Lack of strikers robs Croatia, Morocco of goals in crunch games
Abderrazak Hamdallah makes a mazy run through the France defence, leaving Raphael Varane and Ibrahima Konate behind. It seemed Morocco would finally equalise.
The fans at the Al Bayt Stadium were on their feet, ready to celebrate, but the 31-year-old striker waits a trifle too long. It allows a chasing defence to catch up. As Hamdallah, who had some seasons ago scored 57 goals for Saudi club Al Nassr, gets ready to take the shot, France manage to close him down. Another chance goes abegging, and a distraught coach, Walid Regragui, throws his hands in despair on the sidelines.
In the early minutes of the first semi-final between Argentina and Croatia, Mateo Kovacic got the ball thrice inside the Argentina half but could not do much as the 2018 runners-up just did not have enough men upfront.
It looked all the more glaring as Mario Mandzukic, an assistant coach to Zlatko Dalic and a striker par excellence for Croatia during his playing days, watched from the dug-out.
It was evident in both the semi-finals that Croatia and Morocco were hurt by the absence of a quality striker.
“We lacked decisiveness in the last 30 metres, unfortunately. And once France scored the second goal (substitute Randal Kolo Muani in the 79th minute), that kind of extinguished our hopes,” Regragui said at the post-match news conference.
Decisiveness in front of the goal is something the two finalists have not been complaining about.
Take for example Argentina’s second and Julian Alvarez’s first goal against Croatia. Once he got a ball he did not think twice and was running straight at the Croatia goal. Despite the challenge from a couple of defenders, he managed to keep his balance and was airborne when he poked home past goalkeeper Dominik Livakovic.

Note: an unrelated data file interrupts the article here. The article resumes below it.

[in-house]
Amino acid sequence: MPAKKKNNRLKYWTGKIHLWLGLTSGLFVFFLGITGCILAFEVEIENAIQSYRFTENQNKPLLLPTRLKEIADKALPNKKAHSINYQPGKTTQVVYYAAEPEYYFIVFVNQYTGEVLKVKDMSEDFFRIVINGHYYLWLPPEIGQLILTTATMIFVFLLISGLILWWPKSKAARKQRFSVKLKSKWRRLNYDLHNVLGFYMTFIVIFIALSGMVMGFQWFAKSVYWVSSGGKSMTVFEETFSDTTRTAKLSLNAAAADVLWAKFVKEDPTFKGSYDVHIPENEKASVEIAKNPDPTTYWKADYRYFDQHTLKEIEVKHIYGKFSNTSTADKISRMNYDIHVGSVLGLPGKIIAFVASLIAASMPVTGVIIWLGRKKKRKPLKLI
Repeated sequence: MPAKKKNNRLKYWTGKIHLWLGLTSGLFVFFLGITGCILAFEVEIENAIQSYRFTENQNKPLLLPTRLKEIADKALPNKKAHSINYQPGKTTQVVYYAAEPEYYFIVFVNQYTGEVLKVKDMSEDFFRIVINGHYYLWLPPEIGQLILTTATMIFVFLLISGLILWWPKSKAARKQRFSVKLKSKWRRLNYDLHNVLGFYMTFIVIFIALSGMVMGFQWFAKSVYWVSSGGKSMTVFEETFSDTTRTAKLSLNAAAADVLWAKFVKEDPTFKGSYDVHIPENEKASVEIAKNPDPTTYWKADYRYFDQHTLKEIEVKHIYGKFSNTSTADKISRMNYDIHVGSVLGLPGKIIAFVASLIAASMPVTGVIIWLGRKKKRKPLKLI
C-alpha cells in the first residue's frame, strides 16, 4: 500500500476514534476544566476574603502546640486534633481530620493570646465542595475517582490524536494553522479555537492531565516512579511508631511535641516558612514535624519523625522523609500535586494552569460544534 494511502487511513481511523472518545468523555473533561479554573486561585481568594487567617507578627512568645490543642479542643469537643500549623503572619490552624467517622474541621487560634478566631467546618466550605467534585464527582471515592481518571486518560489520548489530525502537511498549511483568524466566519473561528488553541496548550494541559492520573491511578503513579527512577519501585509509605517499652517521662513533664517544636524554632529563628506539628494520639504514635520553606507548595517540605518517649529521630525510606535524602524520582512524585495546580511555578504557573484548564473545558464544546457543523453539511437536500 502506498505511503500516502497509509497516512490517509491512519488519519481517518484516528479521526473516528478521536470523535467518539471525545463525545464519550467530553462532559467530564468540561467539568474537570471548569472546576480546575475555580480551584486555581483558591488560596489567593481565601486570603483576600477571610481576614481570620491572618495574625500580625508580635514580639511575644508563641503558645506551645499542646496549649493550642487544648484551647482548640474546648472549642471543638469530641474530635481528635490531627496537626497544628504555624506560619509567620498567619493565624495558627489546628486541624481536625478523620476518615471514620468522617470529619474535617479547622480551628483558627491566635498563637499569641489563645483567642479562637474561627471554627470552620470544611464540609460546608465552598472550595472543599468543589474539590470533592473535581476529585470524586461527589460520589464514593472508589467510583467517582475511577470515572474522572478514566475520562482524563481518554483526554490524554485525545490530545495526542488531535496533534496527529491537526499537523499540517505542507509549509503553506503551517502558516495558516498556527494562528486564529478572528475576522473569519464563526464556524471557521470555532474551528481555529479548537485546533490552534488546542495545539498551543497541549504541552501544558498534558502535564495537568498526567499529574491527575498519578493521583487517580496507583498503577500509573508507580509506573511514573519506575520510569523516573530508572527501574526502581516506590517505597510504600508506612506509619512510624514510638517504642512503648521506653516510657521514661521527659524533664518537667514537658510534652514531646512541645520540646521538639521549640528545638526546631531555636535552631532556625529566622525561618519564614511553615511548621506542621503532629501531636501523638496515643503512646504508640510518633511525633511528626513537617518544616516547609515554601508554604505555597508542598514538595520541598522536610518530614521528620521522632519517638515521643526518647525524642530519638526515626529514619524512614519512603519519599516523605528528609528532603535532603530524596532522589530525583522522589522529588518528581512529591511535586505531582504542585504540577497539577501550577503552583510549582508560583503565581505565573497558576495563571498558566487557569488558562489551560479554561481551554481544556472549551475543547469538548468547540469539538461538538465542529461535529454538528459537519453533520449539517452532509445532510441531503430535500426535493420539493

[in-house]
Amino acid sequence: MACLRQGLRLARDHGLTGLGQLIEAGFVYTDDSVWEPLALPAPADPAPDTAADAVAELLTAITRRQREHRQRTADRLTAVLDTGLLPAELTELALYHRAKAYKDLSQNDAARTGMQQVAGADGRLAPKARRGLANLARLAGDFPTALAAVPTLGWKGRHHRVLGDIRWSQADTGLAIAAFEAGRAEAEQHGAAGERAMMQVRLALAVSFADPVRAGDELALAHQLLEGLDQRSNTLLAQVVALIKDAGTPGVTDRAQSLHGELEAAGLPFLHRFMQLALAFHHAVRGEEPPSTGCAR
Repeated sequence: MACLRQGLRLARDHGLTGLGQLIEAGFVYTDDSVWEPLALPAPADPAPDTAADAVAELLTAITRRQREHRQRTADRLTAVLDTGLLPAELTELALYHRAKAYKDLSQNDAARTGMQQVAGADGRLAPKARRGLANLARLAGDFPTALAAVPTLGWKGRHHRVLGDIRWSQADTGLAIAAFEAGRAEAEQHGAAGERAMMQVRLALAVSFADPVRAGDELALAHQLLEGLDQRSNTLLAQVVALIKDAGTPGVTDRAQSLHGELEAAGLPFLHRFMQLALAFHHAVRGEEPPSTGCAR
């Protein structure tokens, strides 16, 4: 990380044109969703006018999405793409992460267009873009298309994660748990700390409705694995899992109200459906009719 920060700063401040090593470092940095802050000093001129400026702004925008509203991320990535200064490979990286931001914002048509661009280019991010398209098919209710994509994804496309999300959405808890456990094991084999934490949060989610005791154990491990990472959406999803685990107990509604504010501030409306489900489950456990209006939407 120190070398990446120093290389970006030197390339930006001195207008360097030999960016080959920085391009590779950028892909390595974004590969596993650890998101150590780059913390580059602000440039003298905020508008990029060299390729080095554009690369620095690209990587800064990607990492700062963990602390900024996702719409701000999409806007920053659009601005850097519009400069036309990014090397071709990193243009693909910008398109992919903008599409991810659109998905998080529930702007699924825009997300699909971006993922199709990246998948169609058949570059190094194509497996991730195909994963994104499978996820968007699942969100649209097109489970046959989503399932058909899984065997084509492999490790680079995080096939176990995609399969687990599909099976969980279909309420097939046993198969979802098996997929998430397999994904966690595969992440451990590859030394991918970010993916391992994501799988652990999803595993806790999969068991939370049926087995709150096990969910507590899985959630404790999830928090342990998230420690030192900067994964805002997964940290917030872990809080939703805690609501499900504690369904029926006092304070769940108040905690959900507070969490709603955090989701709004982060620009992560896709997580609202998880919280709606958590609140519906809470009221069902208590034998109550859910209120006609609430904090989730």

Decisiveness, as well as perseverance, was on full display from the 22-year-old striker.
And during the second goal, Alvarez was at the right place at the right moment to convert Lionel Messi’s out-ofthe-world assist. A quintessential striker’s goal.
France have an abundance of talent upfront but Olivier Giroud’s performance in this World Cup has been the most eye-catching. He was not expected to get a start had Karim Benzema not found himself ruled out of the tournament with an injury. But once it was clear that Giroud will be the man Didier Deschamps will rely on for the goals, the 36-year-old did not let his team and coach down.
It’s not just Croatia or Morocco — both failed to score in the semi-finals — who bemoan lack of strikers, even teams like Germany, Spain and Brazil have struggled because of that.
Brazil have Richarlison who will deliver the goals, but against a quality and compact team like Croatia, the Tottenham Hotspur striker failed to turn up.
Germany had the maximum attempts at goal in the group-stage but that was not good enough to see them through to the knockout round. Spain, despite all their fluid passing game, have struggled because of a striker in the mould of a Fernando Torres or a David Villa.
“Morocco played really well through midfield and Hakim Ziyech was very influential but as soon as they got really close to the box, they were lacking the finishing and the vision to get things done. I think African and Asian teams in general need to find a solution — Senegal would have been a different proposition had Sadio Mane been fit. If you look at the big African nations, if they had a true No. 9 (striker), they could damage any nation from Europe or South America,” Jürgen Klinsmann, a World Cup winner in 1990 and a former Germany coach, wrote in his BBC newsletter.
Dalic or Regragui will not disagree with Klinsmann.